Paul wrote, ďRemember Jesus Christ.Ē It is not enough to confess faith in God. Our entire faith rests on Christ and His work on the cross. We cannot be saved in any other way but through Him. ďFor if we died with him, we will also live with him. If we endure, we will also reign with him. If we deny him, he also will deny us. If we are faithless, he remains faithful; for he canít deny himself.Ē
Timothy was a believer for as long as anyone could remember, having been raised by Eunice his mother and Lois his grandmother. They taught him, planted the seeds of faith and prepared him to follow the vocation to which God had called him. Paul continued to teach him everything he would need to know, mentoring him into a pastor that would serve God and the people of Ephesus. Timothy heard the story of Jesus over and over again so that he would remember and stay true to the truth.
Unfortunately, the people of Ephesus were deceived by the Gnostic heresy, and they had no respect for Timothy. There were those in the congregation who even held Paul in contempt. Since Timothy was so young, they thought it would be easy to turn him into the kind of preacher they wanted him to be, teaching the heresy that tickled their ears. Paul wrote to encourage him to stand firm in the Gospel, to teach the Word as heíd heard it from Paul, even if it was hard to make the stand. He had a very specific job to do: God called him to teach the truth, not to conform to the desires of the world.
Paul encouraged Timothy to believe the word he spoke and to continue to follow it. Paul had to justify himself over and over again, first as a converted Pharisee, then as a man who was constantly persecuted for his work for the Gospel of Christ. He was in prison when he wrote this letter, and it would have been natural for his adversaries to use his suffering as proof that he was not a reliable apostle of Christ. Paul continues his encouragement by reminding Timothy that suffering does not mean Godís Word is untrue. Though Paul suffers, Godís salvation is real. So, Paul charges Timothy to take that message to the people, the message that Christ is faithful even when we are faithless.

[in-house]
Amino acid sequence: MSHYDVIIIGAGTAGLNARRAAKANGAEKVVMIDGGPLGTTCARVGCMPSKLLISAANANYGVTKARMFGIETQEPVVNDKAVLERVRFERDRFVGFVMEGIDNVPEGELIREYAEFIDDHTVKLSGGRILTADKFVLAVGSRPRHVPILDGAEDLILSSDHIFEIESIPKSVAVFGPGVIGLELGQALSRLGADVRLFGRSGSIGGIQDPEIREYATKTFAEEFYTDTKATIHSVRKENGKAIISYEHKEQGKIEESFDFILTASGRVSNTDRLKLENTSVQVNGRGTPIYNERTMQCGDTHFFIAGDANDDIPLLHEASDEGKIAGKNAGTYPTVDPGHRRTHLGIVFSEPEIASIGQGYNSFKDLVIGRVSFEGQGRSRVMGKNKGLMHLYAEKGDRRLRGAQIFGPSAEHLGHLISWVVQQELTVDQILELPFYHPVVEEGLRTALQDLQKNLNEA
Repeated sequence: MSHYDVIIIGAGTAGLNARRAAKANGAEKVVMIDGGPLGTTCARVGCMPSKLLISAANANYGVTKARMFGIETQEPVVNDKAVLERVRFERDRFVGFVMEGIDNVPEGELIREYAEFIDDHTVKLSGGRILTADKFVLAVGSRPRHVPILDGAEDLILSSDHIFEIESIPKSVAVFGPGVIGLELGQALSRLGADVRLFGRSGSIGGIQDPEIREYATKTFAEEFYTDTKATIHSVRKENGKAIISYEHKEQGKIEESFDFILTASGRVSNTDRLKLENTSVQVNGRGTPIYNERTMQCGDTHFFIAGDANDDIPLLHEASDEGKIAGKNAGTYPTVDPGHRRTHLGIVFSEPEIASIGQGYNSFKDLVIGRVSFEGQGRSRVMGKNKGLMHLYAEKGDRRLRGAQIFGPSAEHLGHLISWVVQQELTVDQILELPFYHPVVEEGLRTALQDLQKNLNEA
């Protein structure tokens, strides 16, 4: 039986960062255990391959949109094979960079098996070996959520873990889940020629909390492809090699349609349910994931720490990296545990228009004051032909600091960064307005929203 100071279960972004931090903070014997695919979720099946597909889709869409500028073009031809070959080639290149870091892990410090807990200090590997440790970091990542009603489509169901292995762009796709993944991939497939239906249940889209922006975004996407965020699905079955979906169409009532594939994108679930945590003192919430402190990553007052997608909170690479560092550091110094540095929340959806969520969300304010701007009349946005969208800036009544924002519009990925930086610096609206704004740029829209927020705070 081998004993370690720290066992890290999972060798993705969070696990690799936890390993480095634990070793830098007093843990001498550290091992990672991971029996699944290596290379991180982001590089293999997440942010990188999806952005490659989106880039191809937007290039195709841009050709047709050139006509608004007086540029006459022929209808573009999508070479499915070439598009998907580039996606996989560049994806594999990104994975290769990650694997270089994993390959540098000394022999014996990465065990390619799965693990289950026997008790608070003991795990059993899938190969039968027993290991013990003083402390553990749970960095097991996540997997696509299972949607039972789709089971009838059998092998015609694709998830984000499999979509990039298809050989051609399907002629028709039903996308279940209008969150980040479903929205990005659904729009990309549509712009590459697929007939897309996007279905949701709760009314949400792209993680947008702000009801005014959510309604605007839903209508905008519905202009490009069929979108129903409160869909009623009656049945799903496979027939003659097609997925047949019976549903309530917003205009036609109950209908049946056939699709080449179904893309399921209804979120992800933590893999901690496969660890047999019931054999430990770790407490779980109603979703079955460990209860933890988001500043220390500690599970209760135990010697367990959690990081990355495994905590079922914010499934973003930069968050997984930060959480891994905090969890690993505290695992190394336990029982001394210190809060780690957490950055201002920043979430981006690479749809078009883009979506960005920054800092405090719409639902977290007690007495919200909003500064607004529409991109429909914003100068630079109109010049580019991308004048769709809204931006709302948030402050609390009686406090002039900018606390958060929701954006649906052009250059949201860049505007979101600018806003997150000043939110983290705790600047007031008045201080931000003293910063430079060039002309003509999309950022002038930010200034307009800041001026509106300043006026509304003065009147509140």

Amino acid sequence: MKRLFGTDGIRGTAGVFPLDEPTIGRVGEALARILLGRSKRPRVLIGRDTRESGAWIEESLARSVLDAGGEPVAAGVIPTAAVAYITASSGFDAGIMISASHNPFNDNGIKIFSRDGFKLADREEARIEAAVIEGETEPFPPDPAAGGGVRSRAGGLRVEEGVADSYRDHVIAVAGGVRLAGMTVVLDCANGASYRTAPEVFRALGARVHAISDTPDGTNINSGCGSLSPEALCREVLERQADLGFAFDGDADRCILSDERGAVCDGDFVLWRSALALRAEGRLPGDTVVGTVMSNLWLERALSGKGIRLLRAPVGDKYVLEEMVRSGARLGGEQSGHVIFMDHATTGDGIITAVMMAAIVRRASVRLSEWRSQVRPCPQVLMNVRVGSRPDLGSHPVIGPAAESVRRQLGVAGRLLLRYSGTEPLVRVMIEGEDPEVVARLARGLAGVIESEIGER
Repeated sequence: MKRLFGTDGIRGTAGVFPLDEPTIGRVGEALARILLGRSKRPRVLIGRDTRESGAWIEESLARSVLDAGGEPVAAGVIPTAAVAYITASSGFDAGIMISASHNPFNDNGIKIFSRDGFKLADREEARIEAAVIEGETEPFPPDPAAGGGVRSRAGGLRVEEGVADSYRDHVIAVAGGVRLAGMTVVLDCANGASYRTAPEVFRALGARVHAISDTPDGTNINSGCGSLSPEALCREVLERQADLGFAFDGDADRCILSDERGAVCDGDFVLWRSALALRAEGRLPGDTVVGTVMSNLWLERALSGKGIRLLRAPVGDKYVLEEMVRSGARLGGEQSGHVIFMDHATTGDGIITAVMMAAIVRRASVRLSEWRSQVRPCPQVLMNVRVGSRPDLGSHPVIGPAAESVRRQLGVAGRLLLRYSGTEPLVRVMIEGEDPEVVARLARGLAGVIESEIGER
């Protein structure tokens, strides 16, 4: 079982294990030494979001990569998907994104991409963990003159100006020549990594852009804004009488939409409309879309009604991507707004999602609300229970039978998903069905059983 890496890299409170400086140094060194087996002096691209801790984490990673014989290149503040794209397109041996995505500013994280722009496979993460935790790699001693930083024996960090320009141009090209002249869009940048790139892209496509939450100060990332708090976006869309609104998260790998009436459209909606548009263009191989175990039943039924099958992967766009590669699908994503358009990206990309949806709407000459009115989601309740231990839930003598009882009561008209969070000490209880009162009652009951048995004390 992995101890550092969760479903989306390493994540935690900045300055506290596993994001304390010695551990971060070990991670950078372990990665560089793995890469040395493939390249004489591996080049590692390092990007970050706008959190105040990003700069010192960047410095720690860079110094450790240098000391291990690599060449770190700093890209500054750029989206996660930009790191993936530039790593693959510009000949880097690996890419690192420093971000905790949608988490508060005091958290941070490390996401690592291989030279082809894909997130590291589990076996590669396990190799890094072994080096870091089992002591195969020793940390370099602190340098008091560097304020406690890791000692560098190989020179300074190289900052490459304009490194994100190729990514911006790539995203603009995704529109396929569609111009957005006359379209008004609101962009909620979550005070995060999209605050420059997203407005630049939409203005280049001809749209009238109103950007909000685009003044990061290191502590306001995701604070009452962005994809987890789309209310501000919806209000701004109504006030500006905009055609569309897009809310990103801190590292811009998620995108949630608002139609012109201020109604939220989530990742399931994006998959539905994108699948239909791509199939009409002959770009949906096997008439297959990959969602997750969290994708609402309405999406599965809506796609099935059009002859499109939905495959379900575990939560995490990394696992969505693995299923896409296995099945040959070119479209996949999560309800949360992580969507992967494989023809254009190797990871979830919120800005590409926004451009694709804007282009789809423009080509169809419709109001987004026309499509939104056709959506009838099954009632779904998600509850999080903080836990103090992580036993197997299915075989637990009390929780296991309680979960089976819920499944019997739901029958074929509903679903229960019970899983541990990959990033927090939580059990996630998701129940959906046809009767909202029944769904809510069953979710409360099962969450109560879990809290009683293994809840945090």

We usually focus on the idea of thankfulness when talking about the Gospel lesson for today. However, we can look at it from a different point of view in the context of the rest of the lectionary. Ruth took the hard road and she was blessed. Timothy took the hard road and he was blessed. Who do we think took the hard road in todayís Gospel lesson? Was it the nine who went to the Temple to show themselves to the priests, even before they were healed, or was it the one who turned around and fell at Jesusí feet in worship?
It might seem like the one took the easy road. He didnít walk all the way to the temple or face those who would question them about the healing. He didnít provide thankofferings. We consider the nine as unthankful because they didnít worship Jesus, and yet they did exactly what He told them to do. When He said ďGoĒ they went even before they were healed. They trusted that Jesusí word was true and that they would be healed. They did what was required of them according to their law. We should be heralding their faithfulness.
We donít, however, because we know that they did not need to seek forgiveness or absolution from the temple priests; they could find everything they needed in Jesus Christ. The one who turned back took the hard path, because it was the path that went against the expectations of the world in which he lived. He died to self and turned to God. And in doing so, he was blessed beyond measure. The other nine were healed, but he was made well.